Someone once asked me if it was the pits to be gluten free. Didn't I miss all those things like bread and pasta. I have spent a lot of time thinking about it. Sure, I miss that delightful taste of home baked bread. I may never find a substitute for my grandmother's ravioli. But, do I wish I could go back to those carefree days when I could eat anything I wanted, fix anything for dinner, choose foods without limits? The simple answer is no.
When Paprika was six she came to me and told me her foot hurt. Probably like a million times before, I shrugged it off like every other childhood bump or bruise. Within a day or so she began to limp. I then noticed her foot was swollen. The doctor thought it was perhaps a little fracture that an x-ray couldn't pick up and that would heal with time. The problem was that it just never healed. It just kept getting worse. Three months and five different doctor opinions later she was put in a cast. My little star soccer player hobbled around on crutches and had to be carried up the stairs. I would trade every pastry and donut we ever ate to erase that memory.
That Halloween, Dan carried Paprika when they went trick-or-treating. Her foot hurt so badly that when she was home, she crawled rather than walked. We still had no idea what was wrong. February came and Dan and Paprika flew to Children's Hospital, where after eight months we finally had an answer: juvenile rheumatoid arthritis. What I thought must surely be an ending, only ended up being the beginning.
Paprika was started on medications. Every three months we would travel across the state for her appointment, hoping she was better, knowing she was not, finding out we were right. She just seemed to be getting worse. Now her knees and her chest hurt. I would tuck her in at night only to hear her scream that the sheet hurt when it touched her. I found myself in that hard to be place as a mother who can't fix her child. I would have passed on the basket of rolls to fix her.
Medication after medication was tried. More and more joints were affected. Some I didn't even know about. Once we went out to eat and Paprika looked up at me with tears in her eyes and said I can't eat. I asked her why and she said because she couldn't hold the fork. It was only then that I realized that our handles at home were "fat" and that's why we hadn't noticed her hands hurt and she had trouble holding things. We changed toothbrushes, pencils, crayons, scissors, anything she had to hold, to help.
By the time she was in second grade life had become a new routine. We would get up each morning and turn on her heat blanket to warm her up while I started a hot bath for her. When it was ready, I would go back and get her. I would slowly help her sit up and move her feet to the floor. We would walk across the hall to the bath. You would have thought she was ninety. Some days a bath helped and the stiffness eased up after a couple of hours. Other days it lasted four hours or more and then returned in the late afternoon. I would have skipped the pasta and bread sticks to see my seven year old out running around rather than curled up on the couch.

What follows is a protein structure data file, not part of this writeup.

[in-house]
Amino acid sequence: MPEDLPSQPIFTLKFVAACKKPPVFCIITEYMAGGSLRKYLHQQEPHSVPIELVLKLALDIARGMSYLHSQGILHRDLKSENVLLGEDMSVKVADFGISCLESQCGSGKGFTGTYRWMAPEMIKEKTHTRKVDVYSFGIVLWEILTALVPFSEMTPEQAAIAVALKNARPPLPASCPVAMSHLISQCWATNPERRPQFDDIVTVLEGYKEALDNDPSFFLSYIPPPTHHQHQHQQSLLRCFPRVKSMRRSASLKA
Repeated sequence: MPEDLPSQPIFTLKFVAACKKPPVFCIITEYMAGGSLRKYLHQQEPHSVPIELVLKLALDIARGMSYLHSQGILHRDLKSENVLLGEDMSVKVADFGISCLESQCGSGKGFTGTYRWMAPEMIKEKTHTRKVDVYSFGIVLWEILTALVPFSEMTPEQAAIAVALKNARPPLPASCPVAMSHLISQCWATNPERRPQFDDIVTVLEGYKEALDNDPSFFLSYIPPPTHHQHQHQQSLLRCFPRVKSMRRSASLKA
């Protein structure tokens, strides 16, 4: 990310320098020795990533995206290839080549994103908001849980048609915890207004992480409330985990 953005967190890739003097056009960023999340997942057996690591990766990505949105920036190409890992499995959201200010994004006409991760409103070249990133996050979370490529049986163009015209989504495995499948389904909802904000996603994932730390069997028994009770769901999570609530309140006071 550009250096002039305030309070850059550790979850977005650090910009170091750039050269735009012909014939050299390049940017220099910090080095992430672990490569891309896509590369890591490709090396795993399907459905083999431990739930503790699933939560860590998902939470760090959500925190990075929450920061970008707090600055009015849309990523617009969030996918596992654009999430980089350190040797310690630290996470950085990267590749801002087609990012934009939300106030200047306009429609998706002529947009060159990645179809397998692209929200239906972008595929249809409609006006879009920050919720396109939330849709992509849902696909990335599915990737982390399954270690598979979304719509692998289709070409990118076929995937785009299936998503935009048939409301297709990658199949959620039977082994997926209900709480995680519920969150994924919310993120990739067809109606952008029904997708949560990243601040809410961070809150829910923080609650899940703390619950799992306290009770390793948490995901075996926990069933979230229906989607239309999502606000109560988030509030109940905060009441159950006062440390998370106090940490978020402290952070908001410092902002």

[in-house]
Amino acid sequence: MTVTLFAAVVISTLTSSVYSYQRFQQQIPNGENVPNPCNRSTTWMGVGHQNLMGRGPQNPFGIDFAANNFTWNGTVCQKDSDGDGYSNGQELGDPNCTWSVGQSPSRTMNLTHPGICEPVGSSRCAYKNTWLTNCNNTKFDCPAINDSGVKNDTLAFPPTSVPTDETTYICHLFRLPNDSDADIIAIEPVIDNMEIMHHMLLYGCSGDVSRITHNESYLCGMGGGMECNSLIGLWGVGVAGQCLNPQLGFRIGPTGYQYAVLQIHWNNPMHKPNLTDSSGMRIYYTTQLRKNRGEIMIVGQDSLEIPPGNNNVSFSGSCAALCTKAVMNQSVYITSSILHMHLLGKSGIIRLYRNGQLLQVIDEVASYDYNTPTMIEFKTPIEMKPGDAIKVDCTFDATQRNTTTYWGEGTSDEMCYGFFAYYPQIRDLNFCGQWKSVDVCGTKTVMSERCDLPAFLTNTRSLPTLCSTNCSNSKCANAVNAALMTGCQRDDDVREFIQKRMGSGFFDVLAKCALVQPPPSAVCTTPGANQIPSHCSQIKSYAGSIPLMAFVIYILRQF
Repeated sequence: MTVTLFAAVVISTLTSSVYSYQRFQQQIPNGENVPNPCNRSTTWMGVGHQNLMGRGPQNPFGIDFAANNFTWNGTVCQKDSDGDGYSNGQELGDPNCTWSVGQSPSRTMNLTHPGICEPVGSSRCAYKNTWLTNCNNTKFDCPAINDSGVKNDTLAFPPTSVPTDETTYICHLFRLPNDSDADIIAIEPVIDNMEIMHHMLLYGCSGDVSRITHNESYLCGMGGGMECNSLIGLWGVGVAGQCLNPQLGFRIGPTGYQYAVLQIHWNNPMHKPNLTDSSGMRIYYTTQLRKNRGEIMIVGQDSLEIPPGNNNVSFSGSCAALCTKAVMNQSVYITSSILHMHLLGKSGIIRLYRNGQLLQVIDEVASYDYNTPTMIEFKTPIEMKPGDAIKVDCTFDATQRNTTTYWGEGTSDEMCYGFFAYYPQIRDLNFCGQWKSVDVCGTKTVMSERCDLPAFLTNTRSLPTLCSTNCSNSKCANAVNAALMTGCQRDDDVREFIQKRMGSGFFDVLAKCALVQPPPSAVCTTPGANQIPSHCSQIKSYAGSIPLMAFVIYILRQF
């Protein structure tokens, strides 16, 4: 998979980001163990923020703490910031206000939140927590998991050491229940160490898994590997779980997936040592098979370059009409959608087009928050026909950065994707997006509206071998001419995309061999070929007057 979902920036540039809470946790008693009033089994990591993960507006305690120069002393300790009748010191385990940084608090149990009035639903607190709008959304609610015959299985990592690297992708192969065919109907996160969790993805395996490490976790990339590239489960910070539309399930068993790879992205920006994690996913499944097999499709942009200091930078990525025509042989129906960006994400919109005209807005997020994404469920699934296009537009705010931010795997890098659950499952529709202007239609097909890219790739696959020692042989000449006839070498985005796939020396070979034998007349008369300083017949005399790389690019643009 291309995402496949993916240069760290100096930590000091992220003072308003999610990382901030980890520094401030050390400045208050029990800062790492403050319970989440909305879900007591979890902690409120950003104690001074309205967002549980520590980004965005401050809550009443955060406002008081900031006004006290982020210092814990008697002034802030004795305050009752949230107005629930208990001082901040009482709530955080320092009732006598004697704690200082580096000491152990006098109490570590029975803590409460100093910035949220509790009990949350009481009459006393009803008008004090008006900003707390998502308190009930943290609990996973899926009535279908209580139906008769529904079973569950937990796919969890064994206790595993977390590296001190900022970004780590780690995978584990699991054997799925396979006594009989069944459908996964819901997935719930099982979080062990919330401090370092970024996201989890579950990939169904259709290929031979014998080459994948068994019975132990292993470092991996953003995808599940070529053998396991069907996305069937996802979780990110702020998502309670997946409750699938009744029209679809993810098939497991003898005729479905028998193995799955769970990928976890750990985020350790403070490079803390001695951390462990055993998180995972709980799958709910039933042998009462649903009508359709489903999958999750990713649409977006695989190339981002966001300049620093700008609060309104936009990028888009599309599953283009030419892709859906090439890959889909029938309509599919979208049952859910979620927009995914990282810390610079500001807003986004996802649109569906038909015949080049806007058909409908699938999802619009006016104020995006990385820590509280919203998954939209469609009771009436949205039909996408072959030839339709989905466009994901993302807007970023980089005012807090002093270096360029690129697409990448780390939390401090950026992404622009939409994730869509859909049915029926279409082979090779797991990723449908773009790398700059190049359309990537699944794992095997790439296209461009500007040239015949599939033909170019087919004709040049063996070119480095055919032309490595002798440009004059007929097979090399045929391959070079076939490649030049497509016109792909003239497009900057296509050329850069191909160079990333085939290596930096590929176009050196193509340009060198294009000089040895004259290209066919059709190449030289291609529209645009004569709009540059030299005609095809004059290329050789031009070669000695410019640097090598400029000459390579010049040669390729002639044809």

Year after year seemed to bring us similar struggles. New medications. New joints that became affected. New symptoms like dry eyes and swollen optic nerves. New procedures like joint injections and physical therapy. One thing remained constant. No matter how many new medications we tried, we could not get her arthritis into what they would call remission. She hurt almost daily, was stiff a lot of mornings, and was tired all the time. Some days seemed better than others, but you never knew what to expect.
The unexpected. It made us look at things differently. We couldn't plan like we used to. We couldn't take things for granted. We had to change things. We started homeschooling all three kids when Paprika was in third grade. It made sense and I know it helped! What a blessing from God. I would have never imagined homeschooling and looking back on it, I couldn't imagine any other way. We were and are so blessed.
God is very important in our lives. I couldn't have made any of this journey without His grace. Deep in my heart, I knew He had a plan. On those days that were hardest, I held on to a simple prayer, not for God to take the pain away or to fix it, but to help us endure, to give us strength to live out His plan.
Nine years later, He opened our eyes and hearts to new friendships and new knowledge that has led us on this gluten free journey. In the last year we have almost forgotten what life used to be like. I think it is sometimes good to remember. To remind us of our blessings.
So, I think about that question. Is it the pits to be gluten free. The simple answer: sometimes. Who doesn't look at that Krispy Creme Donut and salivate? Who doesn't look at that lasagna, or the hunk of chocolate cake, or smell that fresh baked bread and sigh? Would I love to go back to those days where I could eat anything I wanted? I look at where I am and where I have been and I wouldn't change it. None of it. It was necessary for us all.
I have learned that God is always with us, in the good, and in the bad. He is with us now and will be in the future. I know that Paprika could relapse any day. I know there is the chance that we could find out we are gluten free for no reason at all. But, I also know that God is there beside me through it all. He gives us strength on each and every journey He asks us to make. In knowing that, I find peace.